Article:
My step-father, Mike, was a big man. He stood six five and weighed two hundred and sixty five pounds Earlier in this series of memoir posts, I mentioned the sexual bullshit when I was a teenager and I have not yet told the half of it.

Anyway there I was at 41 back in my mother’s house. Once I was able to let my guard down, all the pent up exhaustion from fifteen years of ugliness came home to roost. I fell apart once it was safe to do so, and took an assessment.

My blood pressure had been out of control for years. When I would mention how I could hear my heart beat in my temples and my head felt full, H would say that i did not have high blood pressure because I did not deserve to. If anyone deserved to have high blood pressure it was him for having to deal with me. My leg had worsened because of both the accident and all the exertion it should not have been pressed into.

When I went to the doctor, they wanted to hospitalize me because I was sitting at such a high level of blood pressure that they thought a stroke was imminent. I argued with them. I had Sovay to consider and did not want to be separated from her for even a day.

I got medicaid and welfare while I was trying to pull myself back together and began seeing a psychologist in an effort to stop the crazy anxiety symptoms that included hyper vigilance.

We lived with Mickey and Mike for a year before I got my health together enough to get my own place.

However, two things happened that forced me to move before I was completely ready.

Mike had always had anger issues. Man Mountain with a bad temper. Sovay was a vegetarian from age seven. I always found ways around it.

One night, Mike decided to force Sovay to eat meat. He lunged across the table at her when she steadfastly refused, grabbed her by the collar and beat her against a wall.

I tried to stop him and got knocked aside. In the end, all I could do was watch him beat my child.

He was just too big for me to handle. Too big. Too powerful. I had seen him many times lift a car engine.

Sovay has a fixation with germs and would get physically sick if asked to wash dishes because of her phobia. Nevertheless, Mike decided to get her over it by fist.

One night, Sovay had gone to bed, and I had been too busy to remember the dinner dishes needed washing. Mike came in from working in his garden late (he was putting in a sprinkler system) and saw the dishes. He went and began washing them, screaming about what he intended to do about my daughter. I pushed in and took them from his hands and started doing them myself.

Mike flew into an even worse rage. He grabbed me and repeated what he had done to Sovay. But this time the one on the receiving end was me. He threw me across the kitchen into a wall and pounced upon me (sound familiar? It’s what Don did to me went we were young. He learned it from Mike).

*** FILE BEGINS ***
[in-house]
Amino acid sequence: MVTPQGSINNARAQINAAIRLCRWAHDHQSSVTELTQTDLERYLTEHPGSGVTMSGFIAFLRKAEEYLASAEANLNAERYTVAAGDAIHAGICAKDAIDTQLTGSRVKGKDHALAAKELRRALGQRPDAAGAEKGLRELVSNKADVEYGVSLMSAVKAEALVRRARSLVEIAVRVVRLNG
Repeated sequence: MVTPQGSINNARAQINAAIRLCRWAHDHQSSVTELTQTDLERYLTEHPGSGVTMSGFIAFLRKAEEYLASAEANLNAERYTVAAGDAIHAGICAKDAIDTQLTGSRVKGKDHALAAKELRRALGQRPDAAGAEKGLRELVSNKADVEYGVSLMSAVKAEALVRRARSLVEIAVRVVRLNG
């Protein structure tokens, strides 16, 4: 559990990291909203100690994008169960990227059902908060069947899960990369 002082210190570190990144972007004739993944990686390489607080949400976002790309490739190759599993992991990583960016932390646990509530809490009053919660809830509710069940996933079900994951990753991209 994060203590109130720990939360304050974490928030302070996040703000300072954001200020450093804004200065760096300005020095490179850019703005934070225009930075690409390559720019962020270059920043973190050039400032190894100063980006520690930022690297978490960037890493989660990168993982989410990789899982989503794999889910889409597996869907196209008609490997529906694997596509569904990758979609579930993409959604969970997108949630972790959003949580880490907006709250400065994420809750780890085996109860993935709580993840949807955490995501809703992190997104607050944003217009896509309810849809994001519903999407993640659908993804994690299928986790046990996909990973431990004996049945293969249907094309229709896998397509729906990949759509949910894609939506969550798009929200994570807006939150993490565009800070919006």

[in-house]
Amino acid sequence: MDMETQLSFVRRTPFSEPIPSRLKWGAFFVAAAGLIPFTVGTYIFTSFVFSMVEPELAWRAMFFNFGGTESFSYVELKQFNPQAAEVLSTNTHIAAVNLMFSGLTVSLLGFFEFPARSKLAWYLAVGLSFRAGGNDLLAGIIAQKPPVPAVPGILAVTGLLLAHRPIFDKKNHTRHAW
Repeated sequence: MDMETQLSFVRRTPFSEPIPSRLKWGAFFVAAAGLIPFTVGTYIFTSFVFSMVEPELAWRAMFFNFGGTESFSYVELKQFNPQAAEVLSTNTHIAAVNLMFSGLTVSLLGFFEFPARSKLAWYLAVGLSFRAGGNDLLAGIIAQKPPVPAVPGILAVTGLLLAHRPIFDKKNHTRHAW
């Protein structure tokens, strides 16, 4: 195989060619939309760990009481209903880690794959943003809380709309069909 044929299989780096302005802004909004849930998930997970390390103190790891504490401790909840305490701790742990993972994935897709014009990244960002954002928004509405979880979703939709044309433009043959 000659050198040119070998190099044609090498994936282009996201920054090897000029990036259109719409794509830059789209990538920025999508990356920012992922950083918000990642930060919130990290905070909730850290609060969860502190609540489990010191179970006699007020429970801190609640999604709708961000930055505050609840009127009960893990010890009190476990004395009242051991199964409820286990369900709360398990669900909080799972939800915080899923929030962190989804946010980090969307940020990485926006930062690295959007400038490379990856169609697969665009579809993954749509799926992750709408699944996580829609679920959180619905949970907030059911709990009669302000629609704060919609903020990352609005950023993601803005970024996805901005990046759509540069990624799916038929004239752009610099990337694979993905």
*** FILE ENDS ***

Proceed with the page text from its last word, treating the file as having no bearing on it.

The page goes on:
My step-father kept pounded me against the wall, screaming and raging, and my head kept thunking into the wood paneling until my ears rang and I was in no shape to fight back. Meanwhile my mother sat in her recliner, watching this and telling him to hit me again.

Within two days I had gotten enough help to move into my own place, but not before my mother tried to bash me up with a broom. While I was out scouring for help, they told Sovay that I was not coming back. That i had abandoned her.

However, Sovay was a lot stronger than they suspected and she defied them.

Fast forward a few weeks — it might have been two months — and Sovay had gone to a miniature golf course with her close friends, April and Aaron. Their mother did not own a car, so we always used mine. Dianna and I drove over to pick up our kids. As we walked out onto the my leg buckled and seized up into painful spasms so severe that it felt like it was trying to break all the sockets loose from my hip down. I could not stand. The ‘spasms’ lasted for a painful five days with only short breaks of ten to twenty minutes before the next seizure.

Six months later I started applying to colleges as I had finished my general ed requirements in Anthropology at the local junior college. I had a 3.65 grade point average. (it dropped to a 3.5 when I started to Mt. Holyoke). The painful spasms had moved up to my left arm. It was mis-diagnosed as carpel tunnel. The doctor refused to connect what was happening with my arm and hand to what was going on with my leg.

Two years later I moved to Fitchburg and had a new doctor who sent me to a neurologist. A battery of tests was ordered and a complete MRI. So far, the tumor appears to be benign. I have lived with that for five years now with regular checks on it. High doses of Gabapentin remove most of the symptoms, but I still have days when my left hand won’t work right and my leg does the crazy dance on my footstool.

In making comments on posts i usually leave the capitals off because I can’t get my little finger to hold the shift key down firmly enough. I am looking into getting a more sensitive keyboard that will take less pressure to hold it down.

With my writing, spellcheck compensates for that. I run the grammar checker and catch the missing capital letter and just a click of the mouse with my right hand fixes it.

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